The UK team say the conflict between the two studies might be down to differences between the patients enrolled or the way the research was conducted.

    We need to be extremely cautious until we know more
    Dr Charles Shepherd
    The ME Association

    Or there might be different geographical types or strains of XMRV.

    Regardless, they say potent antiretroviral drugs should not be used to treat CFS because there is not enough evidence that this is necessary or helpful.

    The drugs may do more harm than good, they say.

    Professor Myra McClure, one of the Imperial College London investigators, said: "We are confident that our results show there is no link between XMRV and chronic fatigue syndrome, at least in the UK."

    She said they had used extremely sensitive DNA testing methods, called polymerase chain reaction, to look for the virus.

    "If it had been there, we would have found it."

    'Disappointing'

    Co-author Professor Simon Wessely said the findings did not invalidate all previous research, some of which has shown that CFS can be triggered by other infectious agents, such as Epstein Barr Virus.

    ME FACTS
    Causes chronic fatigue and muscle pain
    Impairs immune system
    Does not improve with sleep
    Affects more women than men
    A controversial condition that some have doubted as a genuine physical illness

    The charity Action for ME said it was disappointing to hear about these findings, but said no single small-scale study could be conclusive.

    Dr Charles Shepherd, of The ME Association, said it was important to remain open-minded.

    "We need to be extremely cautious until we know more. There has been enormous interest in this from patients.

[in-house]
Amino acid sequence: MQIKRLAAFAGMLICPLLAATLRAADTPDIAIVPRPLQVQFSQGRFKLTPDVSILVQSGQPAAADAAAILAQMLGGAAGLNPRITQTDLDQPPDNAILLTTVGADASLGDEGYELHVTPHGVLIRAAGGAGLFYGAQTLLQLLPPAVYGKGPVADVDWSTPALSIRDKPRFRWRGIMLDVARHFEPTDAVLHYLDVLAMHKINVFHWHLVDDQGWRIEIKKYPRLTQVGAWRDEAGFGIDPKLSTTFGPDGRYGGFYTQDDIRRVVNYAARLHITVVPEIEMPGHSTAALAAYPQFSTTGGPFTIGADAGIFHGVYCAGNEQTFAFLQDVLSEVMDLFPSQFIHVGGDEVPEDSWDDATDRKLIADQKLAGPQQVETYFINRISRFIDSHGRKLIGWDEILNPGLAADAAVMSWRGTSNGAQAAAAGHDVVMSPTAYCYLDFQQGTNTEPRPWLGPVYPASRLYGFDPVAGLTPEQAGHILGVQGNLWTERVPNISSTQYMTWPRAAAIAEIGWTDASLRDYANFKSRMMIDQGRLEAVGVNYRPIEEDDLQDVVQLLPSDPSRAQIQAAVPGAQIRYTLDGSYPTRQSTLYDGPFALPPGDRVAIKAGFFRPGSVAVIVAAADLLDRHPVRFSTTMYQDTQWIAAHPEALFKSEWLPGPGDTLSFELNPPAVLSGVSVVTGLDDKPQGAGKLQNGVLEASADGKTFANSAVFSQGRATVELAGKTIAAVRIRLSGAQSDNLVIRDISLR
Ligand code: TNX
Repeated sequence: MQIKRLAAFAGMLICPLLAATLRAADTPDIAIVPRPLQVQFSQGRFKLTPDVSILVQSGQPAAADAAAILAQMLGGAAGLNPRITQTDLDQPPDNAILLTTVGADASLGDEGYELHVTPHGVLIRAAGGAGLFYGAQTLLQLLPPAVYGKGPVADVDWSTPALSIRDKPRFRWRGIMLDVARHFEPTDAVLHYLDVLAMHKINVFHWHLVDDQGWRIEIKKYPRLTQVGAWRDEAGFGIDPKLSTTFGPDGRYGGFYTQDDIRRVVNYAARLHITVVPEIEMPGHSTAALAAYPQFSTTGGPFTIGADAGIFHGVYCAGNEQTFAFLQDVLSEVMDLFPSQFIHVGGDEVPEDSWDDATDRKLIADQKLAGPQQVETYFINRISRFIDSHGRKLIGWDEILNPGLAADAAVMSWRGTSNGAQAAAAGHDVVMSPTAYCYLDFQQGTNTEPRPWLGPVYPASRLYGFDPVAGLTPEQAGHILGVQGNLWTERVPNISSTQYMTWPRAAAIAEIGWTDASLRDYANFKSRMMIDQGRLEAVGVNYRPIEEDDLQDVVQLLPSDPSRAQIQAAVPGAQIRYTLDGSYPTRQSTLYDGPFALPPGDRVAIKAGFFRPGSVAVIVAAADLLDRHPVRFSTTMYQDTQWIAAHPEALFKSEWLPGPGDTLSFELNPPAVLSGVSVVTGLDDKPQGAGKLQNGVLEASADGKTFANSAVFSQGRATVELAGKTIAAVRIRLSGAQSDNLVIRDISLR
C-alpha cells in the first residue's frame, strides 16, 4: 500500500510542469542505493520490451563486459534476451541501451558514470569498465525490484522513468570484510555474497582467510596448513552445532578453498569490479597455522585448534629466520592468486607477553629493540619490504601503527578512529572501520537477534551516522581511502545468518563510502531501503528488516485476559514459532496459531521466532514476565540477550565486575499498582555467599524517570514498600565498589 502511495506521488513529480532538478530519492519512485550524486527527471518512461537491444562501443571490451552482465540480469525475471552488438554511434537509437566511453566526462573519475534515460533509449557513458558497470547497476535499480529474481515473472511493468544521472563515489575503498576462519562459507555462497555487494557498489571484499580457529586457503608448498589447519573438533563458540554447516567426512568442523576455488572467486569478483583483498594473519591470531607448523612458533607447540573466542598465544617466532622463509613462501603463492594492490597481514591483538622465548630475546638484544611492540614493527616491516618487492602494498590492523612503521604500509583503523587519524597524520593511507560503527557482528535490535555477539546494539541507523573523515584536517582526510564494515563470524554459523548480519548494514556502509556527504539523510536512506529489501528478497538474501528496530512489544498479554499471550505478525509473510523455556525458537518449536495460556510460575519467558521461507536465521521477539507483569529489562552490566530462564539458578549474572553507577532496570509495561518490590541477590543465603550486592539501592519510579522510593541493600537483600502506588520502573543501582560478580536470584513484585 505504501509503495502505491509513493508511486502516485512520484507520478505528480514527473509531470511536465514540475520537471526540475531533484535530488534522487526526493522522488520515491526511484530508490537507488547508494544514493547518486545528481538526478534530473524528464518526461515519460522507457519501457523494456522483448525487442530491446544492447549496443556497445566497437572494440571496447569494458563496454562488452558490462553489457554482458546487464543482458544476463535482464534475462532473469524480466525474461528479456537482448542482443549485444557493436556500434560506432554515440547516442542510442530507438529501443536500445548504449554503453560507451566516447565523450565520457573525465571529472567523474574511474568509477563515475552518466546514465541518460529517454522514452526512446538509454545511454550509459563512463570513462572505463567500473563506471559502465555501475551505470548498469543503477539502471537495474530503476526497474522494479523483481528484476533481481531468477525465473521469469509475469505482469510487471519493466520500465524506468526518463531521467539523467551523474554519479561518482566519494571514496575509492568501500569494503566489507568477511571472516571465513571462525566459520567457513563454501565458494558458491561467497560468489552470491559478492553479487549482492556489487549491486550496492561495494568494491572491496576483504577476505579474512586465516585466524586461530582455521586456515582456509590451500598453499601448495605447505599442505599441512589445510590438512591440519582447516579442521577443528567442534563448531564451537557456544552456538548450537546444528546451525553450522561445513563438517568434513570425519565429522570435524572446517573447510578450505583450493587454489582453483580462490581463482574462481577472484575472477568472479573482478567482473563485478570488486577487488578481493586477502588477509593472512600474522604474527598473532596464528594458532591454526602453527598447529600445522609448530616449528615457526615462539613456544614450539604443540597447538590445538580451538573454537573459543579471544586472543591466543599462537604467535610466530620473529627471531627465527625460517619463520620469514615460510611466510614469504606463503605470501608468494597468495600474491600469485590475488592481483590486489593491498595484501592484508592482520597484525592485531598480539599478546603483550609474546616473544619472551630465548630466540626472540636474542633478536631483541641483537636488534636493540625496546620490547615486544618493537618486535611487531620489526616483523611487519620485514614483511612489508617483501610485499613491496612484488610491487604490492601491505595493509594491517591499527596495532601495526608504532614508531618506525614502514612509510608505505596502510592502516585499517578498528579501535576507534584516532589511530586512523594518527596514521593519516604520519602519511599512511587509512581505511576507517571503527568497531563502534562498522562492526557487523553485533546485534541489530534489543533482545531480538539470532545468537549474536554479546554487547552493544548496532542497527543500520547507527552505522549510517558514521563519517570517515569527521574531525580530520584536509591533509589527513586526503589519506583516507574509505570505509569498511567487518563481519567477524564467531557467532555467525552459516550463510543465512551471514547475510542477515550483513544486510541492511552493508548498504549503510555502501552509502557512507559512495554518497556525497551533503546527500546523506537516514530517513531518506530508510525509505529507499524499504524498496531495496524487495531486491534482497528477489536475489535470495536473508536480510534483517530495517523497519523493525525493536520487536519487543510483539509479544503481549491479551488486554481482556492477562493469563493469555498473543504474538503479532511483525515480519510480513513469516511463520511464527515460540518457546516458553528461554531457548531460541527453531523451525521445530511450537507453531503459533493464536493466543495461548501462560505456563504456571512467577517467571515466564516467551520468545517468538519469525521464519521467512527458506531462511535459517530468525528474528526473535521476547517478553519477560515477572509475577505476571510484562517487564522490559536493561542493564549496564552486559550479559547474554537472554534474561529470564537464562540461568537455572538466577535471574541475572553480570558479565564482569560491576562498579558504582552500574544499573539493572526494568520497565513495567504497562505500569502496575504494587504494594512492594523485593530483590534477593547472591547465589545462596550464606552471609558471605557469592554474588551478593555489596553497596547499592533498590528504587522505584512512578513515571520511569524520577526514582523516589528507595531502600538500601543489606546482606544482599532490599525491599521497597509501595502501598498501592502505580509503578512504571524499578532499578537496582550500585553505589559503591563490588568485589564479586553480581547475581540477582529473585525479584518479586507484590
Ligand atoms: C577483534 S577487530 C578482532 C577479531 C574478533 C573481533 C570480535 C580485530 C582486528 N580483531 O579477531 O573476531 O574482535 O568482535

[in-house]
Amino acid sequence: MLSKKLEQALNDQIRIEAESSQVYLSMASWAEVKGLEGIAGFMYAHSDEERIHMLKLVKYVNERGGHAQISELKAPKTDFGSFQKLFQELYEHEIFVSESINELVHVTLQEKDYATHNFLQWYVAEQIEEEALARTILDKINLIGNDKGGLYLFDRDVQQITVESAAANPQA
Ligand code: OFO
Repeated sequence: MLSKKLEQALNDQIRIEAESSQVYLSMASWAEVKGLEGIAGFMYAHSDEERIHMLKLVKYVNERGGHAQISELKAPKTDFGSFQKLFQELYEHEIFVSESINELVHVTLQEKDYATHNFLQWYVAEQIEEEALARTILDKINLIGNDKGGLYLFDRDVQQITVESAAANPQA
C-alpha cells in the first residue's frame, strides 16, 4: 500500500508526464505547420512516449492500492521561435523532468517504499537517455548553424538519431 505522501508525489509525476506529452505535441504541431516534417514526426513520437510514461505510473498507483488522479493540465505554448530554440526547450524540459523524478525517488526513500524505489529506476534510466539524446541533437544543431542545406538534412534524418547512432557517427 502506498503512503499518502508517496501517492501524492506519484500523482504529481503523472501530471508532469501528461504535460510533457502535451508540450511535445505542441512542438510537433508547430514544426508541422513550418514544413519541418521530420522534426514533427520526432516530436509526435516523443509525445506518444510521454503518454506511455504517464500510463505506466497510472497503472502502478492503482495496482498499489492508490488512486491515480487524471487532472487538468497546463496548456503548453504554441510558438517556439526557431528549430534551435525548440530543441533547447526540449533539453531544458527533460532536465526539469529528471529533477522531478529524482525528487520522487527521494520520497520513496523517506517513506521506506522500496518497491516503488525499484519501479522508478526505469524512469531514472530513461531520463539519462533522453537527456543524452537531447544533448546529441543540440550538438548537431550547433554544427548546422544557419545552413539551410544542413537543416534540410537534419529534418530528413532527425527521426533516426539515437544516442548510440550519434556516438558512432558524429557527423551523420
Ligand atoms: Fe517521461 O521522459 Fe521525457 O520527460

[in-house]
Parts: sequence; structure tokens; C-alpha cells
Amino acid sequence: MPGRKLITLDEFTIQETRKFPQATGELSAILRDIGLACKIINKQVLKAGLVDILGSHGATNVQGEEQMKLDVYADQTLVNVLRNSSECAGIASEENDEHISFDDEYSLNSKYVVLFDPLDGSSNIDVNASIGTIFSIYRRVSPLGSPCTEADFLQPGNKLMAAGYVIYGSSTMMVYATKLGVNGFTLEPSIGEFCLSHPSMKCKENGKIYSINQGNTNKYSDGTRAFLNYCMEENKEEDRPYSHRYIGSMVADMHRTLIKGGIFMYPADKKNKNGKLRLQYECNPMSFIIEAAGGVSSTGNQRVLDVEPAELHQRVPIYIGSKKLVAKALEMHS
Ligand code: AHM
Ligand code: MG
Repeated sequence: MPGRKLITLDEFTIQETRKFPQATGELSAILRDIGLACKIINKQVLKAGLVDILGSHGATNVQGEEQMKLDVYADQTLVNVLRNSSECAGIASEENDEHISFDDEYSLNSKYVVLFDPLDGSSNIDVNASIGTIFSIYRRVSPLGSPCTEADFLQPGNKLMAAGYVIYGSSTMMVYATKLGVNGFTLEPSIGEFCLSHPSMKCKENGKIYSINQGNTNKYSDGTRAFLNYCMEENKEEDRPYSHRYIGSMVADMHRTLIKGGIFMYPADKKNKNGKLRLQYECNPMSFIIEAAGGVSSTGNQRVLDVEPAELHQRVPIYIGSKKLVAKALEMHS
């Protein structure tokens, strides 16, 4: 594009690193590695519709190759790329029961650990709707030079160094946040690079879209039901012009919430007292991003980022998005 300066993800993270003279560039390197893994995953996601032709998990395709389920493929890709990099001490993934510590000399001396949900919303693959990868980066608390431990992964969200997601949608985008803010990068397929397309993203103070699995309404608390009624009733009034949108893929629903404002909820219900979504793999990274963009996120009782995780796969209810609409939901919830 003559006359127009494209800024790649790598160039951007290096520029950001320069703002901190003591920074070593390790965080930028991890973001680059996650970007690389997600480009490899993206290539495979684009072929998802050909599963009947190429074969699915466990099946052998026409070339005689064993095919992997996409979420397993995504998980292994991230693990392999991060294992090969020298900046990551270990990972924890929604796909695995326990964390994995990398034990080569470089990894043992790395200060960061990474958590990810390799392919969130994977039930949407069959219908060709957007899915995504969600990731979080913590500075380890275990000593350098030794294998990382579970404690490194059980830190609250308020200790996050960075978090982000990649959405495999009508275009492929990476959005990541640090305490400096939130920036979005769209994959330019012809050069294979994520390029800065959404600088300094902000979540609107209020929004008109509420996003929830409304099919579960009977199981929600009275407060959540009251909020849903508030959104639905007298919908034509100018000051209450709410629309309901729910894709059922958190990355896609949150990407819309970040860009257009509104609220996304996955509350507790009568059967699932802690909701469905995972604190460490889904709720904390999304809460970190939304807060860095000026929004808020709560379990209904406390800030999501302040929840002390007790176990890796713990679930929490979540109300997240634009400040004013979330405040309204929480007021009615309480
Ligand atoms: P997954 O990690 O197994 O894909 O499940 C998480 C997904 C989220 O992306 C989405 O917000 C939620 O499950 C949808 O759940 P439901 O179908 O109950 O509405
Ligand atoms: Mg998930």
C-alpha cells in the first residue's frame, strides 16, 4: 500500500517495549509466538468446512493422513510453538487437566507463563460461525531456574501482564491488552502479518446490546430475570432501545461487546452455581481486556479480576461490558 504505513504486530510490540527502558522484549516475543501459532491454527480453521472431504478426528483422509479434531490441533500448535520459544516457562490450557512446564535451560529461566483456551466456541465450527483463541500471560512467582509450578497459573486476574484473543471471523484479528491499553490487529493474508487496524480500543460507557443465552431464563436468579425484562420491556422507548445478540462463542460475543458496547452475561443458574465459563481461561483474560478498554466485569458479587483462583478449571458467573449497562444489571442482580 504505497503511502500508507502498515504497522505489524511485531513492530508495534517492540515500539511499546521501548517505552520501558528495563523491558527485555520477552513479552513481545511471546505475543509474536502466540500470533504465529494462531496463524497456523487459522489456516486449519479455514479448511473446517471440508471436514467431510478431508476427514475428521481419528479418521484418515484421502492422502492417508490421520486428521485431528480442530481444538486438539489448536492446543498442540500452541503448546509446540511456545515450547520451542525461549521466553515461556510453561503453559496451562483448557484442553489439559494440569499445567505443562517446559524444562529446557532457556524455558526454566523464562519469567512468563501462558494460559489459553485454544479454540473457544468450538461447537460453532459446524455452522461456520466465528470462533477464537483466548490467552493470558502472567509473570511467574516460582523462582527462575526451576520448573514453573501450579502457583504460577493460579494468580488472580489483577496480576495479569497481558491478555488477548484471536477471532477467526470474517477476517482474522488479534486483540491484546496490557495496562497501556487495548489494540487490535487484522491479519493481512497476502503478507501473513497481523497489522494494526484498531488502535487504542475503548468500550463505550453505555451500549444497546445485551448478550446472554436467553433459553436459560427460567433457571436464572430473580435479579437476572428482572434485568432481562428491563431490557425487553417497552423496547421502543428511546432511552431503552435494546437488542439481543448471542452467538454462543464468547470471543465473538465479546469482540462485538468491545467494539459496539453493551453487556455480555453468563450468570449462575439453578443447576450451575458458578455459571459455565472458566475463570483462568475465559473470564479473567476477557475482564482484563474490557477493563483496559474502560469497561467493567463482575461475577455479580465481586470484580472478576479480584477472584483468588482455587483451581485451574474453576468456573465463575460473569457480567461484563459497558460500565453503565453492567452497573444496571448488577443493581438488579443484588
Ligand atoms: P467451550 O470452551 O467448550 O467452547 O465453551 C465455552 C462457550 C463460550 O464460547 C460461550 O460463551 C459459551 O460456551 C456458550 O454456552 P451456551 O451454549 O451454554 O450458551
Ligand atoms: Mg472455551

"Some have been led into believing the cause and a test has been discovered and that treatment is just round the corner and that is not the case.

    "Over the next few weeks and months we will have more results and then we can come to a conclusion.

    "If it turns out that XMRV is important, we will have to start looking at whether it is worthwhile testing for it and treating it."
  13. Tom

    Tom windows exterminator

    Messages:
    94
    Likes:
    0
  14. Hysterical Woman

    Hysterical Woman Senior Member

    Messages:
    855
    Likes:
    3
    East Coast
    It's very easy to come up with this one so fast since they had already decided what the results would be. :(

    Maxine
  15. George

    George Guest

    Exactly! Levi is dead on about the Zero being major suspect. I just wish I could find the freakin paper (they obviously forgot to publish in their glee (insert disgusted snort here!))
  16. Robin

    Robin Guest

    That little qualifier in the end made me laugh really hard.
  17. Koan

    Koan Be the change.

    Messages:
    2,598
    Likes:
    54
    Hi Elliot,

    I'm very downhearted about it, too.

    Maybe you'd like to reconsider your title as it creates, in search engines, a hit for that statement - which isn't exactly what just happened. What happened was Wessley's study failed to replicate, not that research, in general, finds no proof... I don't want to type it out again and create two hits. Plenty of people who wish to perpetrate this idea will be doing so.
  18. Nina

    Nina Senior Member

    Messages:
    220
    Likes:
    14
    Ok, thanks for confirming this had nothing to do with WPI!!

    Weldman, sure, that's a given :) They probably had it in the drawer and were just waiting for a half decent period of to have passed before pulling it out!

    I really do hope the WPI will comment on this at some point.
  19. Elliot

    Elliot

    Messages:
    77
    Likes:
    0
    Leicestershire, England.
    Hey Koan, yeah I apologise about that, I was only copying the BBC article title but after pressing "post" I thought it could be considered inflammatory. I'm afraid I can't edit the title for some reason so if a mod could change it that'd be great.
  20. dsdmom

    dsdmom Senior Member

    Messages:
    390
    Likes:
    45
    I agree that the fact they found *zero* is very interesting. I almost read it like XMRV is the boogeyman - it doesn't exist. I don't know a whole lot about the authors of this study but I don't think we should get too worked up about it.

See more popular forum discussions.

Share This Page